Cognitive computing is starting to impact the enterprise by changing the way data is analyzed and the manner in which employees and customers interact with computerized systems. This is happening across various industries, ranging from healthcare and retail to banking and financial services. Since I have been delving into the financial area of late, I wanted to provide a glimpse into how banks and other financial institutions are utilizing cognitive applications and commercial solutions within their organizations.
Key trends driving cognitive into banking and finance include:
Massive data sets. Finance and banking firms are facing an increasing need to analyze very large data sets consisting of structured and unstructured data for exploration and discovery, market research, risk analysis, compliance, operational engagement, and customer service and customer experience management.
Growing number of commercial cognitive offerings. These include cognitive development platforms offered in the form of API-based cloud services available from such providers as IBM (Watson),Microsoft (Cognitive Services), CognitiveScale (Cognitive Cloud), and Expert System (Cogito). Cloud-based development services make it easier for developers to build cognitive applications and commercial solutions.
Industry-specific/focused cognitive products. Cognitive, service-based solutions targeted at specific banking and financial markets and applications are appearing with increasing rapidity and include offerings from 50wise, an IBM Watson partner; Expert System (Cogito Risk Watcher); Domo Semo Sancus (SafetyNet); iQventures (speechiQ), Kasisto (KAI platform); and Kenshoo. This is an accelerating trend, making it easier for firms to implement cognitive capabilities into their banking and other financial processes and applications.
Coming-of-age natural language processing (NLP) and machine learning (ML). There’s a growing appreciation of the benefits offered by NLP, ML, and interactive natural language UIs, leading to their use in adding self-service capabilities to decision-support and advisory applications. These capabilities are proving beneficial to both employees and customers.
Customer experience and engagement. Combining cognitive with mobile, speech, and touch technologies supports the implementation of smart, multi-modal interfaces designed to deliver an enhanced customer experience to mobile, Web, and other banking and financial applications.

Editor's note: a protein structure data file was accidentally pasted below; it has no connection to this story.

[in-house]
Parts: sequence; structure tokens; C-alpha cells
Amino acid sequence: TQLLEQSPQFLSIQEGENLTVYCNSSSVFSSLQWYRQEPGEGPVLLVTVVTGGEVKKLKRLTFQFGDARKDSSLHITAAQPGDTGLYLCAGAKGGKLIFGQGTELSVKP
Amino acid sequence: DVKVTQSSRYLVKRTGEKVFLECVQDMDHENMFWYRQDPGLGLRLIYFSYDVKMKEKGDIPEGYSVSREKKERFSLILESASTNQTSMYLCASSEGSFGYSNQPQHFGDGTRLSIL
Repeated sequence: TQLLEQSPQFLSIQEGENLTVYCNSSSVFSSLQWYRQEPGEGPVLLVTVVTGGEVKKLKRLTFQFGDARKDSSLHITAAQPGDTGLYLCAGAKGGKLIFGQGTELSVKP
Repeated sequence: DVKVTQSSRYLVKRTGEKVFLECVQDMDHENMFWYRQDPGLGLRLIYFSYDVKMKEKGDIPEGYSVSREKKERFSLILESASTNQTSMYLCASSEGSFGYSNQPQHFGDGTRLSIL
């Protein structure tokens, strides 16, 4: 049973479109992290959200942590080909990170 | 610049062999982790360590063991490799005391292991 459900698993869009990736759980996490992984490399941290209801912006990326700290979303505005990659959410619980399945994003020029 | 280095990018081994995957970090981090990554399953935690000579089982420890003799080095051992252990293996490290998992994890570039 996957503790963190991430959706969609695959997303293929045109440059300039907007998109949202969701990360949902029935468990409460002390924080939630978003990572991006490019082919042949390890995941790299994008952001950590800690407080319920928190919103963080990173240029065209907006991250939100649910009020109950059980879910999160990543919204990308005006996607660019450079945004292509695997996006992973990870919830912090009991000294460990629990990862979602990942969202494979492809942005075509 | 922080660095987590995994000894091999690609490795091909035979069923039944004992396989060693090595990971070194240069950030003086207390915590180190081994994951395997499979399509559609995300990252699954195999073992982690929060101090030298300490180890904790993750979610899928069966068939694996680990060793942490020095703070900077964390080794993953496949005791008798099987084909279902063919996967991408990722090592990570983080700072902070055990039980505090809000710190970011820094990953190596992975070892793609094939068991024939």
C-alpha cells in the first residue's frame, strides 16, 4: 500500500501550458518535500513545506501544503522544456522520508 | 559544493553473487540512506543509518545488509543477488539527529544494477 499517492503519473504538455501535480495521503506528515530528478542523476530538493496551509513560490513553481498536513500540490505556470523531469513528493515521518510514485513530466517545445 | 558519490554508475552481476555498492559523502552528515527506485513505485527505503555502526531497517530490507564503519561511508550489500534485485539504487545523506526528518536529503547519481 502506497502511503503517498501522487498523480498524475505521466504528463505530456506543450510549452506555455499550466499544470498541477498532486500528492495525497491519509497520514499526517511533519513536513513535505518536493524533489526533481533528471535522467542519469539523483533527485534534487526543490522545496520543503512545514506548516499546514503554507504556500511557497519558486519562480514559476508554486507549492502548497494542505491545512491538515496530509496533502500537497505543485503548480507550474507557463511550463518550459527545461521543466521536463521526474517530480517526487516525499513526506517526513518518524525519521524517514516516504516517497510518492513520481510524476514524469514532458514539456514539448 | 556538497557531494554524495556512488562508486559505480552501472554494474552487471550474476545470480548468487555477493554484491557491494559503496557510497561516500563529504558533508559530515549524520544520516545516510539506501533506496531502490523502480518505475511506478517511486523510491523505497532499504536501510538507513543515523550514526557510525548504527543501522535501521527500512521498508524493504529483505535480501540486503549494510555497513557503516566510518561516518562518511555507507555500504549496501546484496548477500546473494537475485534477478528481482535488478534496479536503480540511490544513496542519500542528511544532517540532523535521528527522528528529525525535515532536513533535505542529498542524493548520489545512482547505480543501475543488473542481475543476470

Cognitive systems can analyze extremely large volumes of structured and unstructured data, including research reports, product information, industry and government regulations, and customer profiles — paving the way to the discovery of key trends and findings as well as the identification of connections between customer needs and available financial services. Enterprises can use cognitive systems to support internal operations and employees involved in assisting customers as well as consumer-facing processes and applications — in particular, mobile apps and other self-service offerings. Key domains for applying cognitive solutions in banking and finance include:
- Research and discovery
- BI, advisory, and other decision support
- Risk assessment, compliance, and fraud prevention
- Customer service and customer experience management
In this article, I explore the third of these domains.
Risk Assessment, Compliance, and Fraud Prevention
Risk assessment, compliance, and fraud prevention are leading areas for applying cognitive technologies in banking and finance. This makes sense because the cost of noncompliance can result not only in fines and other penalties, but also in damage to a firm’s reputation, suspension, missed business opportunities, and, in extreme cases, criminal prosecution. Assessing risk is also difficult because evaluating the risk profile of a party or company seeking loans, banking, or other financial assistance goes beyond merely analyzing an individual’s or company’s financial documents; it is equally necessary to analyze the profiles of a company’s officers to uncover factors indicative of potential risk. In short, risk assessment requires analyzing a large number and manner of financial, regulatory, investment, and other data. Moreover, it demands knowledge of the rules and regulations pertaining to risk assessment and regulatory practices, as well as how to apply them. Several providers offer commercial cognitive-based solutions designed for assessing risk in financial and banking operations.